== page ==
Congress has thus unequivocally declared that FISA and Title III are the exclusive means by which electronic surveillance is permitted. No other authorization can comply with the law. Congress further emphasized this point by criminalizing the undertaking of electronic surveillance not authorized by statute in two separate places in the U.S.Code. See 50 U.S.C. § 1809; 18 U .S.C. § 2511(1) & (2)(e). The government, however, contends that Congress authorized the TSP in the aftermath of the September 11, 2001 attacks by enacting the Authorization for Use of Military Force (AUMF), Pub.L. No. 107-40, 115 Stat. 224 (Sept. 18, 2001). . . .

But FISA itself expressly and specifically restricts the President’s authority even in times of war. . . . FISA . . . limits warrantless electronic surveillance to the first 15 days following a declaration of war, a more formal action than even the enactment of an authorization for the use of force.

Judge Gilman’s dissent notes that the government has admitted to electronic surveillance that does not meet FISA’s requirements. Hence, the NSA program is a clear violation of FISA. Thus, nearly every US citizen whose calls were wiretapped pursuant to the program could potentially have a right to sue for a FISA violation. The tricky part, however, is whether the particular plaintiffs are among those whose communications were intercepted. Because the government will not disclose information about precisely whose calls were wiretapped, it can effectively preclude people from obtaining judicial redress under FISA.

Ultimately, although the analysis of Judge Batchelder’s opinion is based on standing, the opinion strikes me as suggesting a broader message: Courts should avoid getting entangled with the issue of the legality of the NSA surveillance program. Judge Batchelder uses nearly every tool in the shed to avoid engaging in judicial review. Some might say that this is the wise course of action — the judicial branch should be very cautious about becoming involved in this complex political issue and let the other two branches duke it out. As a normative matter, is the legality of the NSA surveillance program an issue that the courts should address?

I believe that in this case it is imperative that the courts become involved. FISA is a statute designed to require judicial review of government surveillance. Its purpose is to mandate that the judiciary engage in oversight of the executive branch for foreign intelligence gathering. Congress granted the judiciary oversight powers in FISA, the Bush Administration has declared that it will cut the judiciary out of the loop in violation of FISA, and the judiciary in ACLU v. NSA is basically saying that it cannot do anything about it. The legislature has spoken on the issue and has passed the FISA. The executive has ignored FISA. That leaves the judiciary to address the issue — but instead of weighing in, it punted the ball . . . exactly to whom one doesn’t know.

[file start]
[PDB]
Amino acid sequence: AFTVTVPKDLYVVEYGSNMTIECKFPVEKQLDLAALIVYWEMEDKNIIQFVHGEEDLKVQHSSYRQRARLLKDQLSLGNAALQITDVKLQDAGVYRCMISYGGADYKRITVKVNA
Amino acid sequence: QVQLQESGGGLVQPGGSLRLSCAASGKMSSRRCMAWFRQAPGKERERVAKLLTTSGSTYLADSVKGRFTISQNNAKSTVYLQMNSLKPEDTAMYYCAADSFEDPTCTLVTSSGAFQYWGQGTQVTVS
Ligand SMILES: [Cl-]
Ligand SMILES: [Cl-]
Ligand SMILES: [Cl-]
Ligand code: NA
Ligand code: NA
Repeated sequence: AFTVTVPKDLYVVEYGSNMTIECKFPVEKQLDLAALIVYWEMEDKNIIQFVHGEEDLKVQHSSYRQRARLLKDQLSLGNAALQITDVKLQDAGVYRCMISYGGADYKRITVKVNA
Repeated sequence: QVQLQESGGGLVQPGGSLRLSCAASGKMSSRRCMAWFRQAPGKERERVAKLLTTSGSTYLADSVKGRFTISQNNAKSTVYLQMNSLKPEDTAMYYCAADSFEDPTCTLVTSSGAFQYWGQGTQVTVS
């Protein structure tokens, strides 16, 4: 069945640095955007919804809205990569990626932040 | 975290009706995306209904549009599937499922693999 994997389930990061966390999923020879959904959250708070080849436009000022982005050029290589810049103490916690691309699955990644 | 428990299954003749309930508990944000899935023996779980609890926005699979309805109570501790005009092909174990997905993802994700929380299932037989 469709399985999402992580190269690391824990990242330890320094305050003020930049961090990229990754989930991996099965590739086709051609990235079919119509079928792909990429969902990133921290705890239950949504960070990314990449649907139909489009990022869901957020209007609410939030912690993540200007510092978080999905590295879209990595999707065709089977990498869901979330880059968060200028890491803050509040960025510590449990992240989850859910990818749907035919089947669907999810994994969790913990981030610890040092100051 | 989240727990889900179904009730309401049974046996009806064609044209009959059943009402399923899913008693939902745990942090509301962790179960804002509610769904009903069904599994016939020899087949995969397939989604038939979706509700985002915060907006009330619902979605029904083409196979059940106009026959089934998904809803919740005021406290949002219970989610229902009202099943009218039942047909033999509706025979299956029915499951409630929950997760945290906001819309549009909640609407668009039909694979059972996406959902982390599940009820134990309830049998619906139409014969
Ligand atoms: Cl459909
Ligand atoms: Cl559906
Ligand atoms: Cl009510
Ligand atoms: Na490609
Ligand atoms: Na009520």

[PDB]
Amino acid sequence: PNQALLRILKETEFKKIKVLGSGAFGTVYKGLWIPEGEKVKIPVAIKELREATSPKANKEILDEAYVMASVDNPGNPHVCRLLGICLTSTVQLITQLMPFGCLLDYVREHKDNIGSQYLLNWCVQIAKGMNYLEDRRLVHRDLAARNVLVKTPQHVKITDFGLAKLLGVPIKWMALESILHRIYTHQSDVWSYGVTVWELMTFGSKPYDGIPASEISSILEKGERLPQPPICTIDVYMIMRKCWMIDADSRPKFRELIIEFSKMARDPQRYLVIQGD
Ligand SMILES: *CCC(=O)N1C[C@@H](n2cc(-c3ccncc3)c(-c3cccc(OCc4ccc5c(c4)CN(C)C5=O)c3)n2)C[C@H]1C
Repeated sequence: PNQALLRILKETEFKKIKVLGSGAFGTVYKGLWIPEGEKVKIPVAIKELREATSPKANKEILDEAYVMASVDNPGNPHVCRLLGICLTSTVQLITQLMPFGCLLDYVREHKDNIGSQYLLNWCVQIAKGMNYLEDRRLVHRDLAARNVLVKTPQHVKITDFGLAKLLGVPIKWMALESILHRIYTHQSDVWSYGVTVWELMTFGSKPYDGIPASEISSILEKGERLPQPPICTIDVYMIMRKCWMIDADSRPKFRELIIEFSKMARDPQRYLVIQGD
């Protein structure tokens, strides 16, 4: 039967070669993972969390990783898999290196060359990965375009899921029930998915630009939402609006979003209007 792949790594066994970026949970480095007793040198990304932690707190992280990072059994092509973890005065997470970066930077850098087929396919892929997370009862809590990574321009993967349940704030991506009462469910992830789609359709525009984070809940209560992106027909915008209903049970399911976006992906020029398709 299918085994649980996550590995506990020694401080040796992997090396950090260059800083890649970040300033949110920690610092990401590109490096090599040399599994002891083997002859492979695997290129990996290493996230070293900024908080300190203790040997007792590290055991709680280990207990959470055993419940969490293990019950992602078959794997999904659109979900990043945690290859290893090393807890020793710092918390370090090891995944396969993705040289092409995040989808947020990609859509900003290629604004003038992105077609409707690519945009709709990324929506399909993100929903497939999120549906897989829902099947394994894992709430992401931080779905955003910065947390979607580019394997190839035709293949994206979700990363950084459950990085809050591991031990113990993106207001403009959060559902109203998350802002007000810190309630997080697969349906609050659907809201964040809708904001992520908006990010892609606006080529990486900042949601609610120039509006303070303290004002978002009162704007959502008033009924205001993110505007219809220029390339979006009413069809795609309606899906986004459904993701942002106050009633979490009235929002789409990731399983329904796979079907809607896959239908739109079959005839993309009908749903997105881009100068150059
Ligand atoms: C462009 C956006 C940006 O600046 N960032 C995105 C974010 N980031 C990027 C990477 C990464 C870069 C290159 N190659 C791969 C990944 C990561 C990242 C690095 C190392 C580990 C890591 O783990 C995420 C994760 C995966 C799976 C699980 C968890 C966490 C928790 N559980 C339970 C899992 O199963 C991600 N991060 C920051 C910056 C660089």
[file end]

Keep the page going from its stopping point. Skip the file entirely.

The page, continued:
It is one thing for the courts to avoid getting involved in an issue when another branch can adequately address it. But in this case, the executive branch is improperly ignoring the requirements of the legislative branch. This strikes me as precisely the kind of situation where the judicial branch should weigh in on one side or the other. Punting the ball doesn’t provide the legislature with the power to resolve the issue — it has already spoken by passing the FISA. The executive isn’t listening. It thus seems quite appropriate that the judicial branch break the impasse and reaffirm the rule of law.

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2 Responses

  1. Dissent says:

    Thanks for two thoughtful posts on the court opinion, Dan, and for Andy’s comment to the first post.

    One of the (many) things that troubled me about the Judge Batchelder’s opinion is that she seemed to accept, without question, the unsworn and unexamined statements of the AG or others that the warrantless surveillance was only used where there is ‘a reasonable basis to conclude that one party to the communication is a member of al Qaeda, affiliated with al Qaeda, or a member of an organization affiliated with al Qaeda, or working in support of al Qaeda.’

    If a judge is going to accept such unsworn and unexamined claims as factual, then why bother with any warrants or judicial review of applications to surveill? Given the documented history of abuses of surveillance by our government, her acceptance of their statement was troubling.

  2. MJG says:

    Dissent: One reason is that this does not make a big difference for the analysis, for the primary reason that all the plaintiffs claim they were speaking with precisely these kinds of people.

    Further, “probably cause” for a FISA warrant is only probable cause that the person is communicating with a foreign power or agent, which includes, by definition, terrorists.

    So it just came through as a kind of stipulated fact. None of the plaintiffs were claiming to be averages Joes who had their normal, day-to-day conversations surveilled under the program. All claimed to actually be talking to al Qaeda types.